Listening to Codes And Keys, Death Cab For Cutie’s seventh album, is an off-putting experience if you’re familiar with the band’s work (and who isn’t, really?). That’s not to say the album is poor; in fact, it’s probably the group’s best effort since the excellent (and difficult to pronounce) Transatlanticism. As hinted at by the new record’s name, it is a piano-centered endeavor, with Chris Walla’s guitar mostly resigned to the background. This is Ben Gibbard’s album, for better or (rarely) worse. A neat production trick for Codes And Keys is employed on his voice—it is moved back and forth in the mix repeatedly, creating a filter-like effect that combines with some of the best lyrics the band has written.
“You Are A Tourist” was a smart choice for the lead single: most similar to the band’s earlier work, it features a relatively normal arrangement along with Gibbard’s high/slightly-less-high vocal contrasts guiding the listener throughout the track. It also includes Death Cab’s most memorable riff since “Title And Registration,” as Walla’s guitar has its shining moment. It’s infectious and sweet, a great representation of the album as a whole. It also serves as a segue into the best track on the record, the six minute “Unobstructed Views.” What is it with Death Cab and long songs of epic quality? Whether it was its first album’s closer, “Line Of Best Fit,” or Transatlanticism’s gorgeous title track, or even Narrow Stairs’ one shining moment, the stalker-y “I Will Possess Your Heart,” it appears that Gibbard and co. know how to write excess right.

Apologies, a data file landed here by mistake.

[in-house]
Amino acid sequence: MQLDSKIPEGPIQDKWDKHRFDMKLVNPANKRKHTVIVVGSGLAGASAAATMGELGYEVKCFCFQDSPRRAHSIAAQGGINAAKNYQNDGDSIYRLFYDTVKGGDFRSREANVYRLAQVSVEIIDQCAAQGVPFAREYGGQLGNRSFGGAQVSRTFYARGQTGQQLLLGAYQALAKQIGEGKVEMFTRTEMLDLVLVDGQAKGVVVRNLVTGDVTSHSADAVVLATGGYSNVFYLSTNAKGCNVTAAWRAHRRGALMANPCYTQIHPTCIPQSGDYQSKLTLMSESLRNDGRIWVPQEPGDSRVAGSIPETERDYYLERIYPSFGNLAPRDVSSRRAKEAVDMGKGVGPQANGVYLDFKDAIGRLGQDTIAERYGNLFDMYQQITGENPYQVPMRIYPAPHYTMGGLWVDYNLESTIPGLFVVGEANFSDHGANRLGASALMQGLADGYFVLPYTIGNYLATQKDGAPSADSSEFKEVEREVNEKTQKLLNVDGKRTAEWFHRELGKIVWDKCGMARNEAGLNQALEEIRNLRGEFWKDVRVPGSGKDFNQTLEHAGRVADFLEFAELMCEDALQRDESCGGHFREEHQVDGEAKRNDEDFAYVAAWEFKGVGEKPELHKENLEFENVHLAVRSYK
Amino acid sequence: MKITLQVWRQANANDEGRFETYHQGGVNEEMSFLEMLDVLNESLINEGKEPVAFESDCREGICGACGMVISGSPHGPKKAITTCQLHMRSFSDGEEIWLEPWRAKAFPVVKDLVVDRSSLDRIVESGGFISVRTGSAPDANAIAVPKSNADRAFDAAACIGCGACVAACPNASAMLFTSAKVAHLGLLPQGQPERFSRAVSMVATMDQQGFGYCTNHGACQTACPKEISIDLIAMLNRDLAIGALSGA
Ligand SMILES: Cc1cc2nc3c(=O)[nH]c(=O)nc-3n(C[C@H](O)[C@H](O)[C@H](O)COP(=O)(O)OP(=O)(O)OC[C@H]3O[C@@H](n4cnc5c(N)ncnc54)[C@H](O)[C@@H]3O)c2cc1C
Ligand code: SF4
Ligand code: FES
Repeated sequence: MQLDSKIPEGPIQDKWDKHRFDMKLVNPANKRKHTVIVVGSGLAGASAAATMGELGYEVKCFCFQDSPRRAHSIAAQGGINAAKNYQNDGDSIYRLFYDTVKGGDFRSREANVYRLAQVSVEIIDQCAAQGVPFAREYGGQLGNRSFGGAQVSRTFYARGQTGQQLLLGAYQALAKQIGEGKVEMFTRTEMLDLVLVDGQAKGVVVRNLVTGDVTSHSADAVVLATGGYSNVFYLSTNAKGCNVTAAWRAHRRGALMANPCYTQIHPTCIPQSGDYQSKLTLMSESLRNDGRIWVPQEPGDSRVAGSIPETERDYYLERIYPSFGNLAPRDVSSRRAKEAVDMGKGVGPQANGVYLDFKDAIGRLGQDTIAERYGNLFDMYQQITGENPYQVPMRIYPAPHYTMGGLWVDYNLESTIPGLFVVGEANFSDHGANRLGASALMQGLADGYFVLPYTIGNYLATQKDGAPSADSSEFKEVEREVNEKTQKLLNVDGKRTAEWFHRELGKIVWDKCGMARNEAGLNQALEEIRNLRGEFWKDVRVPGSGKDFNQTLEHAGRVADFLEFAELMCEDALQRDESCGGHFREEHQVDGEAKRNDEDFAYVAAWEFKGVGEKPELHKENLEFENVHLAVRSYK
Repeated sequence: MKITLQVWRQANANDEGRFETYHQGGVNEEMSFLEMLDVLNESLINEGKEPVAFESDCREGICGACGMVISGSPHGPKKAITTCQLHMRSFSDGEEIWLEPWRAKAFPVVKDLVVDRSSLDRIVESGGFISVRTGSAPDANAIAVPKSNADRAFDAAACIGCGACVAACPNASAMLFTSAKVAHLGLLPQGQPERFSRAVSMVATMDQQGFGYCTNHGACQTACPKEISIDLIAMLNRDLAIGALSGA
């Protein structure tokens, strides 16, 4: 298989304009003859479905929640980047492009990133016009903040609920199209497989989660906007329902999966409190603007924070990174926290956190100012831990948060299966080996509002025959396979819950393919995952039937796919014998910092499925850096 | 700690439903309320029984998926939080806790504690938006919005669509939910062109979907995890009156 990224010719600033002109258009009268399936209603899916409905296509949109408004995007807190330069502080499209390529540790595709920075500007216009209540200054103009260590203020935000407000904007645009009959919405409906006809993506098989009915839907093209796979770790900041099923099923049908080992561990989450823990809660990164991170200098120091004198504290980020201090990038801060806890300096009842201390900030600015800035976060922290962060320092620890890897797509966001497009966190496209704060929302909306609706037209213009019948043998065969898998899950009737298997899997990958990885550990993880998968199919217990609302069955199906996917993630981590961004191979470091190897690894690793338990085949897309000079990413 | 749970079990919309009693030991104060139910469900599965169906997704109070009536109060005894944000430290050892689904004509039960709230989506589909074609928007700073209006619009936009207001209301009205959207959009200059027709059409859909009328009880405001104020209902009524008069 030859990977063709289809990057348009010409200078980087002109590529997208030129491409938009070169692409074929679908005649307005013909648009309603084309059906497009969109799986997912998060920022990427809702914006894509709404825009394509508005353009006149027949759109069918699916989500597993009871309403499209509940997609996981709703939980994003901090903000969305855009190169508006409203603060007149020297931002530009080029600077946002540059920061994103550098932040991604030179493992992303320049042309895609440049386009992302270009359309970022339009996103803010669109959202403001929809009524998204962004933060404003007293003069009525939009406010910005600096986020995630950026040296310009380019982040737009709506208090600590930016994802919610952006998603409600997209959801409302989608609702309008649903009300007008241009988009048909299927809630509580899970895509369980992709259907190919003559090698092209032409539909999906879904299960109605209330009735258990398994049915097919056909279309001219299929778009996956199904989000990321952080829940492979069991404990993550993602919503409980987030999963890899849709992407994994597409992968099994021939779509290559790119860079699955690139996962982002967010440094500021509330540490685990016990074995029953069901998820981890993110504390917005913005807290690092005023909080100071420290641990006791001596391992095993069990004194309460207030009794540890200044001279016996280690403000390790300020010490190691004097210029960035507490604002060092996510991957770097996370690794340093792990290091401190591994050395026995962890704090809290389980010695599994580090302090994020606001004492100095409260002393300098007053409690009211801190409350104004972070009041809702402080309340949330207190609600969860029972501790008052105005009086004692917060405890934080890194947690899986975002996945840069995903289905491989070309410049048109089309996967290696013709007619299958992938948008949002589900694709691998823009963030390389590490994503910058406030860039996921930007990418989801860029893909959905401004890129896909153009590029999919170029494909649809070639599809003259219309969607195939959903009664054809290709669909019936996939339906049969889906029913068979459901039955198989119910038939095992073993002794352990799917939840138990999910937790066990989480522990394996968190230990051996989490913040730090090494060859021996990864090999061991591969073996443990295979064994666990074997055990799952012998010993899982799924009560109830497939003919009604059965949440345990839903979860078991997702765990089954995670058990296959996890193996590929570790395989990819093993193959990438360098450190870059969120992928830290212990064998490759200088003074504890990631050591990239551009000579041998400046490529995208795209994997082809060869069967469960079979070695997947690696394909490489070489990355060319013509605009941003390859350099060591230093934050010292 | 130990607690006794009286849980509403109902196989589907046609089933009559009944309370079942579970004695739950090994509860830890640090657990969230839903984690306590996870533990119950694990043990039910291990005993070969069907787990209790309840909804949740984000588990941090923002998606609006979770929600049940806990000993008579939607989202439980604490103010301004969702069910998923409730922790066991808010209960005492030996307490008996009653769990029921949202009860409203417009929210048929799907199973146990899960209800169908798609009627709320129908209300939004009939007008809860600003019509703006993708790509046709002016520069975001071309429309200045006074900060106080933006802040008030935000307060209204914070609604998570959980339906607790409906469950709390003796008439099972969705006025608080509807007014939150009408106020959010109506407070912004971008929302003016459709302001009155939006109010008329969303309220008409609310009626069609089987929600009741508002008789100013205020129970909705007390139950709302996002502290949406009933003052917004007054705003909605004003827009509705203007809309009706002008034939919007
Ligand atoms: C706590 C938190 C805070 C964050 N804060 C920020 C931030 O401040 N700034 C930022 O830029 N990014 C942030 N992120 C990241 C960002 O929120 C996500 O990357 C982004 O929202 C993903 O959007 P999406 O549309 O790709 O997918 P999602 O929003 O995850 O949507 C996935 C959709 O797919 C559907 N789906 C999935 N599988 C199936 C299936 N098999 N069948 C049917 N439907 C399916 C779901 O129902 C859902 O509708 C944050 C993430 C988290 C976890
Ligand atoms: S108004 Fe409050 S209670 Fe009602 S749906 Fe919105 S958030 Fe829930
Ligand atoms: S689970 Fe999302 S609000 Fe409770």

Here, “Unobstructed Views” opens with a hauntingly simple piano and bass line that slowly evolves and grows until Gibbard’s voice kicks in around the three minute mark. The listener has been lulled into a false sense of sleep, perhaps even thinking of the track as an instrumental. Instead, in comes the lyric “there’s no one in the sky, just our love/no one unobstructed view, no perfect views/just our love, just our love.”
The album closes as solidly as it began, with the jaunty “Portable Television” shining as the best track of the second half, excluding the upbeat finale, “Stay Young, Go Dancing.” Despite normally closing albums with a sad and contemplative track, Death Cab goes for smiles here as the track is bound by a twinkling set of keys (codes are nowhere to be found) and a snare-filled drum line that beckons for lovers to dance closely with each other. That’s the type of music that the band knocks out of the park: music for lovers to do romantic things to. On Codes And Keys, those lovers are encouraged to be happy—an emotion that sometimes has evaded Death Cab. Perhaps we can thank Zooey Deschanel, Gibbard’s wife, for the new mood.